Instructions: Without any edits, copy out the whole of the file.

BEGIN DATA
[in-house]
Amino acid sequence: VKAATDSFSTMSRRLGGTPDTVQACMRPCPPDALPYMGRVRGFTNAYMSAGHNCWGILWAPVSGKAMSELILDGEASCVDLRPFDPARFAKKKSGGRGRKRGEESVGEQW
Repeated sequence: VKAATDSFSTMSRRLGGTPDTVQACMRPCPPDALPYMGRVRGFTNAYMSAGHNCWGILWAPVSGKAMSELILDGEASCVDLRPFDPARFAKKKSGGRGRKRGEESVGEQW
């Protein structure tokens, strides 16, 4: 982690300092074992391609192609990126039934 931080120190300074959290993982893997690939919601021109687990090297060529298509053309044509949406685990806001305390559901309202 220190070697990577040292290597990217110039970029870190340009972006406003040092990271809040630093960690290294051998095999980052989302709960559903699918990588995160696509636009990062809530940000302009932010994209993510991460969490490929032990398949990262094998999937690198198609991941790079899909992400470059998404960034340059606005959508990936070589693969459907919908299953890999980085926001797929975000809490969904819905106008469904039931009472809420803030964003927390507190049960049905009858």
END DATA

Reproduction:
[in-house]
Amino acid sequence: VKAATDSFSTMSRRLGGTPDTVQACMRPCPPDALPYMGRVRGFTNAYMSAGHNCWGILWAPVSGKAMSELILDGEASCVDLRPFDPARFAKKKSGGRGRKRGEESVGEQW
Repeated sequence: VKAATDSFSTMSRRLGGTPDTVQACMRPCPPDALPYMGRVRGFTNAYMSAGHNCWGILWAPVSGKAMSELILDGEASCVDLRPFDPARFAKKKSGGRGRKRGEESVGEQW
């Protein structure tokens, strides 16, 4: 982690300092074992391609192609990126039934 931080120190300074959290993982893997690939919601021109687990090297060529298509053309044509949406685990806001305390559901309202 220190070697990577040292290597990217110039970029870190340009972006406003040092990271809040630093960690290294051998095999980052989302709960559903699918990588995160696509636009990062809530940000302009932010994209993510991460969490490929032990398949990262094998999937690198198609991941790079899909992400470059998404960034340059606005959508990936070589693969459907919908299953890999980085926001797929975000809490969904819905106008469904039931009472809420803030964003927390507190049960049905009858």